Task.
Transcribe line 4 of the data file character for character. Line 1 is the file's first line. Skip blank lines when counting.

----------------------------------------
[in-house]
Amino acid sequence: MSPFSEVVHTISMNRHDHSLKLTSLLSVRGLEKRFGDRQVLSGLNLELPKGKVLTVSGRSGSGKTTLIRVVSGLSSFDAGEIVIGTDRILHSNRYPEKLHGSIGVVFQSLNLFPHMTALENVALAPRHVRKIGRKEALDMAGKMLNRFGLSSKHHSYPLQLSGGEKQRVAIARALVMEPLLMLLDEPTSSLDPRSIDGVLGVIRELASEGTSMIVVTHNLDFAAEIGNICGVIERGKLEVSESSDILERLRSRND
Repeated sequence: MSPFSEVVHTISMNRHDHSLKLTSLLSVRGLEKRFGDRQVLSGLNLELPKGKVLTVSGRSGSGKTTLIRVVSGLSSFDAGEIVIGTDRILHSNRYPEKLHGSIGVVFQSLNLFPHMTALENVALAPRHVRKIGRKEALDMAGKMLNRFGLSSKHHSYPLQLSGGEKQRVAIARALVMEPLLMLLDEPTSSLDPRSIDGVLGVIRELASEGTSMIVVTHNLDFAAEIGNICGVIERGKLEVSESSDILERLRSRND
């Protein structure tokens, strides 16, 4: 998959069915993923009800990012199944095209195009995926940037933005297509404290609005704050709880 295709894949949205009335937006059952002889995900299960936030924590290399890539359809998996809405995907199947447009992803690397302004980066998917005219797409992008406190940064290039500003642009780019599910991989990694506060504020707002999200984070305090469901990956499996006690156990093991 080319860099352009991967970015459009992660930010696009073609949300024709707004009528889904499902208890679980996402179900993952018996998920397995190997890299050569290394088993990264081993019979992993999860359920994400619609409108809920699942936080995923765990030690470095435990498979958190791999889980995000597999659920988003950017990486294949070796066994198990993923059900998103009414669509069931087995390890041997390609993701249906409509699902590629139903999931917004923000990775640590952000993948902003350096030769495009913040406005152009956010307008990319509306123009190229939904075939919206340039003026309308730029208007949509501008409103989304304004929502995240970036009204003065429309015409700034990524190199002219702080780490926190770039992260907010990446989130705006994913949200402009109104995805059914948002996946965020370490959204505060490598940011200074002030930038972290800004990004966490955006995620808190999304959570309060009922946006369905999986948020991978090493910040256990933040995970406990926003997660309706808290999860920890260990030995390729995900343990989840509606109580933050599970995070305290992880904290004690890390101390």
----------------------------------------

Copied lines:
């Protein structure tokens, strides 16, 4: 998959069915993923009800990012199944095209195009995926940037933005297509404290609005704050709880 295709894949949205009335937006059952002889995900299960936030924590290399890539359809998996809405995907199947447009992803690397302004980066998917005219797409992008406190940064290039500003642009780019599910991989990694506060504020707002999200984070305090469901990956499996006690156990093991 080319860099352009991967970015459009992660930010696009073609949300024709707004009528889904499902208890679980996402179900993952018996998920397995190997890299050569290394088993990264081993019979992993999860359920994400619609409108809920699942936080995923765990030690470095435990498979958190791999889980995000597999659920988003950017990486294949070796066994198990993923059900998103009414669509069931087995390890041997390609993701249906409509699902590629139903999931917004923000990775640590952000993948902003350096030769495009913040406005152009956010307008990319509306123009190229939904075939919206340039003026309308730029208007949509501008409103989304304004929502995240970036009204003065429309015409700034990524190199002219702080780490926190770039992260907010990446989130705006994913949200402009109104995805059914948002996946965020370490959204505060490598940011200074002030930038972290800004990004966490955006995620808190999304959570309060009922946006369905999986948020991978090493910040256990933040995970406990926003997660309706808290999860920890260990030995390729995900343990989840509606109580933050599970995070305290992880904290004690890390101390």